Tomorrow night we celebrate the birthday of our National Bard …. we have a lot of “celebrations” in Scotland at the dark time of the year. I guess there is something about gathering together and sharing food and drink when it is cold and dark and nothing is growing that makes sense this far north.
Within my lifetime Christmas Day was just another working day – but Hogmanay and the 1st ,of January were public holidays instead. The big party was always then .. even now Christmas is regarded as being “for the kids” and New Year is for “the big yins”
Burns Night is the night for gathering in our tartan splendour and reciting good poetry and eating well of haggis, neeps and tatties .. and whisky .. lots and lots of whisky
So tomorrow night I will cook for the boys and we will sit around our table and recite “The Selkirk Grace”
Some hae meat and canna eat,
And some wad eat that want it,
But we hae meat and we can eat,
Sae let the Lord be thankit.
– Robert Burns
For lunch though we will eat of something simpler a big pan of Scots Broth ….. cooked tonight with little tubs run around to the Silver Saltires tomorrow morning. Plenty to go around and cheap as anything to make – especially as I’m throwing this all together in my Thermal Cooking Bag so using hardly any fuel.
You can use a slow cooker of course – or a pan on top of the hob … but my Thermal Cooking Bag is magic when it comes to cooking pulses … very long and gentle cooking swells and sweetens the grains without bursting them and making the soup too gloopy. Gloopy is a word isn’t it?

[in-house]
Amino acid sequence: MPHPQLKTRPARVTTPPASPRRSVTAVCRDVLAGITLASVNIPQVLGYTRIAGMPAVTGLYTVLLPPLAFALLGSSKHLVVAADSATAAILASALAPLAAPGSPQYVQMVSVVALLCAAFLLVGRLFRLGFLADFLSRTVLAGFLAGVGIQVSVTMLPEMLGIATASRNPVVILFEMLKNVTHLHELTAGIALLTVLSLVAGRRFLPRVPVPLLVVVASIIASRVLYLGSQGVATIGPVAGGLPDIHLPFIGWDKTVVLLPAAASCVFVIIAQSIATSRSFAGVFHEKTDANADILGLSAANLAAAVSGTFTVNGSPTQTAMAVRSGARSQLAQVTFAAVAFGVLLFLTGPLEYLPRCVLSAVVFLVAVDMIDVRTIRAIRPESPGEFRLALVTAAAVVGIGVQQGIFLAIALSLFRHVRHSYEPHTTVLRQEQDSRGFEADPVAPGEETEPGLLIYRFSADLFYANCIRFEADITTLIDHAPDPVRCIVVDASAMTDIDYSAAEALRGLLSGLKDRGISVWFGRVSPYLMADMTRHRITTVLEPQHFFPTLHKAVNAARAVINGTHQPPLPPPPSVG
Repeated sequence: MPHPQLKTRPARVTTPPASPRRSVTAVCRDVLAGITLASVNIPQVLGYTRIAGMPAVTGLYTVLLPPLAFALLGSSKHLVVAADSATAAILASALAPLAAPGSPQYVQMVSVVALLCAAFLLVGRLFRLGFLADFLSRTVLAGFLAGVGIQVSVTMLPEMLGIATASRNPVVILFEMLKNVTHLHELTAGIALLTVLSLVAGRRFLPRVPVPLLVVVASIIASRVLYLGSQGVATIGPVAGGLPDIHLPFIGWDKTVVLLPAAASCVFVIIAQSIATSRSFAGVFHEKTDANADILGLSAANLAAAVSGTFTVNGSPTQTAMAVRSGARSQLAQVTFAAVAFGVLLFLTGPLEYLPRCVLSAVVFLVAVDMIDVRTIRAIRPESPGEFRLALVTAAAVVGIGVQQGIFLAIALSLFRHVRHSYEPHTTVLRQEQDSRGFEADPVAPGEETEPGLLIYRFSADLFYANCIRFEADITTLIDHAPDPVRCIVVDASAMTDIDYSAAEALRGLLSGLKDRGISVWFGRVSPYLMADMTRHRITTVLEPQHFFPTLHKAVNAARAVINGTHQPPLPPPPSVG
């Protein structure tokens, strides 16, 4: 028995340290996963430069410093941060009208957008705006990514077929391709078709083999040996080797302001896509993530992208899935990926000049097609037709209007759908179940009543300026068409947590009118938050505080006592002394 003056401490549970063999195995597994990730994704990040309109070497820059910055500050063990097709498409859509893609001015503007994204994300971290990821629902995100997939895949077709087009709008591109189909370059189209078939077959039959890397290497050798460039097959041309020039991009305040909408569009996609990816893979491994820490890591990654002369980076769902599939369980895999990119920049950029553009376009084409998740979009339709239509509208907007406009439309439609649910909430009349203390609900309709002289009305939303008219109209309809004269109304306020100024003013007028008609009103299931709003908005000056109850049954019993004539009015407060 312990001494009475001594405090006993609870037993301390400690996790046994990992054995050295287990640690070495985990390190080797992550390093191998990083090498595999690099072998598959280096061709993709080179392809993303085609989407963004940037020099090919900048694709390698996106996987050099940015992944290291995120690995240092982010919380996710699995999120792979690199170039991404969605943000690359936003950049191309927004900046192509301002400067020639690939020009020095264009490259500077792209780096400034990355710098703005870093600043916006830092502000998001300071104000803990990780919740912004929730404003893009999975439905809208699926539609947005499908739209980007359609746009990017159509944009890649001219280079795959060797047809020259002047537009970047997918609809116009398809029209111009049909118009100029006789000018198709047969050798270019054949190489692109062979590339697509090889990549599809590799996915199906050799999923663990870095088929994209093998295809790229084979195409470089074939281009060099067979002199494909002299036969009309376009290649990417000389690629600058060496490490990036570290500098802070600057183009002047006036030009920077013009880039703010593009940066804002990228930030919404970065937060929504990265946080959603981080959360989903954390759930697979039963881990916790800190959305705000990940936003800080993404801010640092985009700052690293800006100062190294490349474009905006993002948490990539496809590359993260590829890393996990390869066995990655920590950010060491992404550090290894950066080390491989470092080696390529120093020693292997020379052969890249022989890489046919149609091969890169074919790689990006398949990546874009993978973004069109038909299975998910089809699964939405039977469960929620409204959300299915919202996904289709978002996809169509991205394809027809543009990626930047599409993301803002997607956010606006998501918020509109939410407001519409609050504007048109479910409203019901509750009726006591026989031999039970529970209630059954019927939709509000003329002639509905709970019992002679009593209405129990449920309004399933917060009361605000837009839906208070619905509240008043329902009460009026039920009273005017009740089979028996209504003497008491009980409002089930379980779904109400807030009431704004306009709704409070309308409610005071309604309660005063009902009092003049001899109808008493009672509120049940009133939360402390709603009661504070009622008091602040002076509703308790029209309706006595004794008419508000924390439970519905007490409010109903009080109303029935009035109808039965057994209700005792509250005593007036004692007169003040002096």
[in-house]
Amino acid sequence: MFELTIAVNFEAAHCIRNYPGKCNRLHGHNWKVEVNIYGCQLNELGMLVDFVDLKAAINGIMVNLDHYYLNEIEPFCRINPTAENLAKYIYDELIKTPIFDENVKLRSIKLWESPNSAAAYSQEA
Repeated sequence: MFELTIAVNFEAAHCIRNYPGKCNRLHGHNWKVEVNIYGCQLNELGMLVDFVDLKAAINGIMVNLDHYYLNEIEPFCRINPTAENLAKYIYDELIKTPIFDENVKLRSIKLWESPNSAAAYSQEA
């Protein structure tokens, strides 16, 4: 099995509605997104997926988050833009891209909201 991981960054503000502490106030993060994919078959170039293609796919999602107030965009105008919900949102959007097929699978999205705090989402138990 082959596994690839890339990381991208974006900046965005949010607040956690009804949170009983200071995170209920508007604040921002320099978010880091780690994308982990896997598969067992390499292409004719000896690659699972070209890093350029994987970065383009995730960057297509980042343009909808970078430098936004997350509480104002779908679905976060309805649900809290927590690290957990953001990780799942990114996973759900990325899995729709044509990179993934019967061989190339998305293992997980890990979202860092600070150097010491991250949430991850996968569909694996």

- 1 celery stick
- Half an onion
- 1 carrot
- Half a leek (the deep green part)
- A large handful of broth mix
- A beef stock pot or some leftover beef or lamb juices from a roast.
Clean and finely chop all of your veggies. Stir your broth mix .. because for some reason known only to the Kitchen Fairies the barley sinks to the bottom and the peas / lentils / split peas float to the top. You want a good mixture of all the bits. I pot roasted a piece of beef for one of the old dears yesterday – and sliced it up for her today to freeze for sandwiches. This is the juices left over – I strained off the fat and used the juices instead of a stock-pot or cube. Well waste not want not after all Everything in and a good stir. Good 1500ml of liquid needed …. but you know soups are fairly forgiving. Season well with salt and pepper. Up to a brisk boil for ten minutes .. to cook the pulses slightly and heat the pot thoroughly.
Then instead of a three hour simmer on the hob or in the slow cooker …. five hours tucked inside the thermal cooking bag meant perfectly cooked broth for tomorrows lunch for us all. I prefer making this the day before its needed as like a decent stew it always tastes better on day two
I will make some soda bread with some milk that is on the turn tomorrow and we will all be fed a warming lunch for pennies.
I’d love to have and Aga and have a permanent pot of soup on the go – gently blipping away and filling the house with the lovely smells of home cooking .. but you know our modern lives means that slow foods are more and more difficult to accomodate. I guess our love of slow cookers and thermal cooking bags kind of fills that gaps and gives us the tastes we remember but in a modern setting.
I know that when I lift a lid off a pot of well made broth I am instantly connected to generations of women who must have cooked variations of this filling food to feed generations of families ……… I feel my roots spreading back to the past.
What dishes do you cook that instantly connect you to “home an hearth” as we say here??